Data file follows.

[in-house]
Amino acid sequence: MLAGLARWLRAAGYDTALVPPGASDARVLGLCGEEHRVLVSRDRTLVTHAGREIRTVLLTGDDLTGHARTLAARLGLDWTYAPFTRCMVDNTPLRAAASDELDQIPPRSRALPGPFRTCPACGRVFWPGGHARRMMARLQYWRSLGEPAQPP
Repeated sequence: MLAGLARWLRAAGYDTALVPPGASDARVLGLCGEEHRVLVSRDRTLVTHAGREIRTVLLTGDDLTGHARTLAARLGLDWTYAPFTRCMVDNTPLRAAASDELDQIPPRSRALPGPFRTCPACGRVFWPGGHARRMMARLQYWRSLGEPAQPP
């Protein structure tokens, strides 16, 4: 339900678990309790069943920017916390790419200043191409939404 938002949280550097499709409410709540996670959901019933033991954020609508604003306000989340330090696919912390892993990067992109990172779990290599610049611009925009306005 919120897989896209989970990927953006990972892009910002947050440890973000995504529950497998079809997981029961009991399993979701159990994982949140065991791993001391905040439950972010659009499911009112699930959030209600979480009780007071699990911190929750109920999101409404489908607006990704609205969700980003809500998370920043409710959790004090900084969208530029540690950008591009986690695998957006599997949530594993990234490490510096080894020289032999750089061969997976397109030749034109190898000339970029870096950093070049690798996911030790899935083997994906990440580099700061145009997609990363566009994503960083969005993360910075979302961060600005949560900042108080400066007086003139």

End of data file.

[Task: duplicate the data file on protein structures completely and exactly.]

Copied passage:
[in-house]
Amino acid sequence: MLAGLARWLRAAGYDTALVPPGASDARVLGLCGEEHRVLVSRDRTLVTHAGREIRTVLLTGDDLTGHARTLAARLGLDWTYAPFTRCMVDNTPLRAAASDELDQIPPRSRALPGPFRTCPACGRVFWPGGHARRMMARLQYWRSLGEPAQPP
Repeated sequence: MLAGLARWLRAAGYDTALVPPGASDARVLGLCGEEHRVLVSRDRTLVTHAGREIRTVLLTGDDLTGHARTLAARLGLDWTYAPFTRCMVDNTPLRAAASDELDQIPPRSRALPGPFRTCPACGRVFWPGGHARRMMARLQYWRSLGEPAQPP
């Protein structure tokens, strides 16, 4: 339900678990309790069943920017916390790419200043191409939404 938002949280550097499709409410709540996670959901019933033991954020609508604003306000989340330090696919912390892993990067992109990172779990290599610049611009925009306005 919120897989896209989970990927953006990972892009910002947050440890973000995504529950497998079809997981029961009991399993979701159990994982949140065991791993001391905040439950972010659009499911009112699930959030209600979480009780007071699990911190929750109920999101409404489908607006990704609205969700980003809500998370920043409710959790004090900084969208530029540690950008591009986690695998957006599997949530594993990234490490510096080894020289032999750089061969997976397109030749034109190898000339970029870096950093070049690798996911030790899935083997994906990440580099700061145009997609990363566009994503960083969005993360910075979302961060600005949560900042108080400066007086003139």